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DEVELOPMENT OF A SANDWICH HYBRIDIZATION ASSAY FOR THE HARMFUL CYANOBACTERIUM MICROCYSTIS AERUGINOSA (E)

Cyanobacteria are responsible for the largest number of harmful algal blooms (HABs) worldwide. The genus Microcystis is a major contributor to these HABs, and species such as M. aeruginosa, produce the hepatotoxin microcystin that affects humans, pets, and wildlife through direct bloom contact, or consumption of contaminated drinking water. Stormwater detention ponds, such as those found along the South Carolina (SC) coast, often harbor M. aeruginosa blooms, and their close proximity to residential and recreational areas pose threats to public health. Molecular techniques enable rapid and accurate species identification and quantification of HABs and other plankton, thereby facilitating ‘early warnings’ of blooms and management responses that safeguard public health. Sandwich hybridization assay (SHA), the technique considered here, directly (e.g. no amplification of genetic material) identifies and quantifies planktonic species using ribosomal RNA (rRNA). SHA utilizes two DNA probes; a capture and signal probe that bind to the targeted rRNA sequence creating a “sandwich” wherein the results are measured by absorbance. SHA for M. aeruginosa was developed using 16S rRNA from a regional strain and validated using cultures and local (SC) isolates. Bloom samples spanned April 29-July 26, 2016, and multiple toxigenic, cyanobacteria species, including, M. aeruginosa were observed in succession. This presentation describes assay refinement, environmental sampling, and the potential influences of nutrient form on SHA responses.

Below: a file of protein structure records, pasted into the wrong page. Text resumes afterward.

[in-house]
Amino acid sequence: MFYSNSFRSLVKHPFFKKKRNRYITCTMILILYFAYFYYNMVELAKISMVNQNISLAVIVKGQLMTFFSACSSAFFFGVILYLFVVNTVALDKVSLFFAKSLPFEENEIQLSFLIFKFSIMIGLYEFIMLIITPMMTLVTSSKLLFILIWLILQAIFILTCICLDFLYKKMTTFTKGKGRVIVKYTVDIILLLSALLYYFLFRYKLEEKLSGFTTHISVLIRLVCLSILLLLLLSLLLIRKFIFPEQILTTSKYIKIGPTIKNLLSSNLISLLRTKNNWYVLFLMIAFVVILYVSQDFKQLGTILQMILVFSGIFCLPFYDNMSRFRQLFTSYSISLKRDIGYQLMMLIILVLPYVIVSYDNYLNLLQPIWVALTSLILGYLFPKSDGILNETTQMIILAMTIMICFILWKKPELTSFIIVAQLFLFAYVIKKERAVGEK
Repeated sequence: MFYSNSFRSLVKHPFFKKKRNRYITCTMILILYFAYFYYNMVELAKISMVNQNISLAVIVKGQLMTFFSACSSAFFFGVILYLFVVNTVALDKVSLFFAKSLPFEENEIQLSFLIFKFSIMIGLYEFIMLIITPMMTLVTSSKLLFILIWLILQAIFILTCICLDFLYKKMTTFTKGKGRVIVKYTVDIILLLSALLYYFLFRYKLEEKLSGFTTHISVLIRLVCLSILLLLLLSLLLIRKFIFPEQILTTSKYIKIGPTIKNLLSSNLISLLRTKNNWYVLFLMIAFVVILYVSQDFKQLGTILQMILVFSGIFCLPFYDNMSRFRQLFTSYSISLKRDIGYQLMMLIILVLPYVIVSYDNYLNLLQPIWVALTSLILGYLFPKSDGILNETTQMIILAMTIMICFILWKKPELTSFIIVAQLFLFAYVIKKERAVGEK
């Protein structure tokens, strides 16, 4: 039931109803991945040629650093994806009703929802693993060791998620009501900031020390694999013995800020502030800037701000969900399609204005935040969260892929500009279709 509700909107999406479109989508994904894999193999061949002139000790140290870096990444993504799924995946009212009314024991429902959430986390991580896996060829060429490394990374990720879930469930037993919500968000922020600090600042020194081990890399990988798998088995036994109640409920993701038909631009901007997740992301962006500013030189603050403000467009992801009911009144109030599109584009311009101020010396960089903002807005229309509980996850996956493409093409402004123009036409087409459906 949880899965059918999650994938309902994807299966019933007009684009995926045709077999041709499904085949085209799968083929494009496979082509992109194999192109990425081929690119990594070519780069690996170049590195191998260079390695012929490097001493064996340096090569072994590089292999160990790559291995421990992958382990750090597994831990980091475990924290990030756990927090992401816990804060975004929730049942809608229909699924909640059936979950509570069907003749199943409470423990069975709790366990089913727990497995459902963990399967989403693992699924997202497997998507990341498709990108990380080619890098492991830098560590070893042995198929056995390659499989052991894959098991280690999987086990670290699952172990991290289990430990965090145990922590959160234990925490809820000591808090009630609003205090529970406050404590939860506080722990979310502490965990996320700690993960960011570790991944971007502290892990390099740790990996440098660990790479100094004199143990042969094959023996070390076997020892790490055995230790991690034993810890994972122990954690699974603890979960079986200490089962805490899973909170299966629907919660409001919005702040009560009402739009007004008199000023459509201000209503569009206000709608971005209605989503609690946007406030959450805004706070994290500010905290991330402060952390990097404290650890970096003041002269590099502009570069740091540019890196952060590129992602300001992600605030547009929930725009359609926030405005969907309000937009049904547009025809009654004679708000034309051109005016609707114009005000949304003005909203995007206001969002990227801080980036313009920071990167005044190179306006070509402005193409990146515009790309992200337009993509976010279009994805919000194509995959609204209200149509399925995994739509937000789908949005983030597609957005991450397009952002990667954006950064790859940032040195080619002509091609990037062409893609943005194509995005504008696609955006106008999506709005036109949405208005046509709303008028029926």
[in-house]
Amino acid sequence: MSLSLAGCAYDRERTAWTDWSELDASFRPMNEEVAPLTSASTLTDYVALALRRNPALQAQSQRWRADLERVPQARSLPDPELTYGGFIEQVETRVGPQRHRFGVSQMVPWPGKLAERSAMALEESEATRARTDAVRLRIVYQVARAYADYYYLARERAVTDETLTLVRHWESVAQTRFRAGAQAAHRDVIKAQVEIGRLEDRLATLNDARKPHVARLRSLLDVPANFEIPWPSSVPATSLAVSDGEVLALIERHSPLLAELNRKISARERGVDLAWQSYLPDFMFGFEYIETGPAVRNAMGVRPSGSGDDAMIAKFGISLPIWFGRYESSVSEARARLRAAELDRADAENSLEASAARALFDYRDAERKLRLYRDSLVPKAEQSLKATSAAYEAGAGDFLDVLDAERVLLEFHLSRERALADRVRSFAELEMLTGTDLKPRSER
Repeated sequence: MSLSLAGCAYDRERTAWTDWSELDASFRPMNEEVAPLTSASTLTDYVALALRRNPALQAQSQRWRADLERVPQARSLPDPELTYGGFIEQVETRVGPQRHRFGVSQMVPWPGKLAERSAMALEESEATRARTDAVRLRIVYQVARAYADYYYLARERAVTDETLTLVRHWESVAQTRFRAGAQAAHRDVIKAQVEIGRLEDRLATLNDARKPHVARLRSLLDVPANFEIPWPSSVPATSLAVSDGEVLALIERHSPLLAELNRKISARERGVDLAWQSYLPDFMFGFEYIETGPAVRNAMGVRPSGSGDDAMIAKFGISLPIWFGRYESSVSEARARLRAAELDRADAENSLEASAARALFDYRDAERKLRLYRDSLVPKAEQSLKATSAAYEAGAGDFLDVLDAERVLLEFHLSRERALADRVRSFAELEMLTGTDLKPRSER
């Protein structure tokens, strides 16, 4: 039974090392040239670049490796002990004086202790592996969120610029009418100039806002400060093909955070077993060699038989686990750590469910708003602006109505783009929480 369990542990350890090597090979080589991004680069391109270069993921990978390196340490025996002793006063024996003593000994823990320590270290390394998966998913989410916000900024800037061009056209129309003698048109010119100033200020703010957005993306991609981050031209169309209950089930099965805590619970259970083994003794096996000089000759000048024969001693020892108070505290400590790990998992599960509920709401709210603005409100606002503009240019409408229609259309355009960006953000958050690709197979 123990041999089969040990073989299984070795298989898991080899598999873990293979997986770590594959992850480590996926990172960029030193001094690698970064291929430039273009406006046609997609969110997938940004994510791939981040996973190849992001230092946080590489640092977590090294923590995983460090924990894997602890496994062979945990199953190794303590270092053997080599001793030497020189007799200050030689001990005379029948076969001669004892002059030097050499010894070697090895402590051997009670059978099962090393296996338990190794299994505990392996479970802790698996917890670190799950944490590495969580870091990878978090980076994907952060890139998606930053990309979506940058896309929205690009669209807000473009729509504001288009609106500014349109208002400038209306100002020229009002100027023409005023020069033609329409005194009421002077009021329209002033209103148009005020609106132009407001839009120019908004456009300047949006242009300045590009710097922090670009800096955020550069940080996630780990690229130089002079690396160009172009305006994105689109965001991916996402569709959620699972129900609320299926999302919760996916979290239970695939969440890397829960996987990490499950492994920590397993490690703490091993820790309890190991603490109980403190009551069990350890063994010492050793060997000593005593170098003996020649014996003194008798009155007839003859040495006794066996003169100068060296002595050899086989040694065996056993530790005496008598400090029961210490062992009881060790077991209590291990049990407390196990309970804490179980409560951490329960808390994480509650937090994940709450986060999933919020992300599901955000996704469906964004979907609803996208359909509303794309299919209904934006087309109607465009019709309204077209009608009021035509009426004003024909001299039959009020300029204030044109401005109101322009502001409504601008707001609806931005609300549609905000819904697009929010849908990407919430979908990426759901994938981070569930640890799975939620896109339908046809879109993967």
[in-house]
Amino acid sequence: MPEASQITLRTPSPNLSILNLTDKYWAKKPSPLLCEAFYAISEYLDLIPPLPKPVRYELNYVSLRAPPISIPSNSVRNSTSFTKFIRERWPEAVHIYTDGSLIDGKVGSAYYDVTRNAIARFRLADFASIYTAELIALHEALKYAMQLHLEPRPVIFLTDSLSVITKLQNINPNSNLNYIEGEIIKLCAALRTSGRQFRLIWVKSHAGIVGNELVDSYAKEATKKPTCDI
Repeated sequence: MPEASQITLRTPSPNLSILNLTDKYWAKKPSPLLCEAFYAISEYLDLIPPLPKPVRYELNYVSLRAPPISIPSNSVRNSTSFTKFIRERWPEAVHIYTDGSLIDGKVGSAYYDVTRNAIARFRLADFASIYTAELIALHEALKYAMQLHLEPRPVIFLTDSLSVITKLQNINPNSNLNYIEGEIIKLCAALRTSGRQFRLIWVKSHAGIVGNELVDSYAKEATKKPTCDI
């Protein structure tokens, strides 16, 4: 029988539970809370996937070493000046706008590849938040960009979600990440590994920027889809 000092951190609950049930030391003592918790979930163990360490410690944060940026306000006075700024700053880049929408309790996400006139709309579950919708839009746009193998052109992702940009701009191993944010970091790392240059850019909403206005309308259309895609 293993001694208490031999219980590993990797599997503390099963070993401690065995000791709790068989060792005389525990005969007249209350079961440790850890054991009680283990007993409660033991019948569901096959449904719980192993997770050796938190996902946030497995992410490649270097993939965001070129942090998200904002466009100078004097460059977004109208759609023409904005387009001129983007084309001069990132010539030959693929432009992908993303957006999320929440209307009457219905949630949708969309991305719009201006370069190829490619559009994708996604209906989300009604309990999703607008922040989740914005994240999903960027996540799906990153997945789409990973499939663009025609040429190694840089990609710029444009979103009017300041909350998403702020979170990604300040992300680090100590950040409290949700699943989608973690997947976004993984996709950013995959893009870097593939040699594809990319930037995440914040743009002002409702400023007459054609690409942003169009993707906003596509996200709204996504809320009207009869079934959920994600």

Authors

Dearth , N., Belle W. Baruch Institute for Marine and Coastal Sciences, University of South Carolina, USA, njudy@email.sc.edu

Jones , W. J., Arnold School of Public Health, University of South Carolina , USA, w.joe.jones@gmail.com

Mortensen , R., Belle W. Baruch Institute for Marine and Coastal Sciences, University of South Carolina, USA, bec.mortensen@gmail.com

Doll , C., Marine Resources Research Institute, South Carolina Department of Natural Resources, USA, dollc@dnr.sc.gov

Pinckney , J. L., Department of Biological Sciences, University of South Carolina , USA, pinckney@sc.edu

Greenfield, D. I., Belle W. Baruch Institute for Marine and Coastal Sciences, University of South Carolina , USA, dgreenfield@belle.baruch.sc.edu

Details

Oral presentation

Session #:021
Date: 03/01/2017
Time: 12:30
Location: 323 B

Presentation is given by student: Yes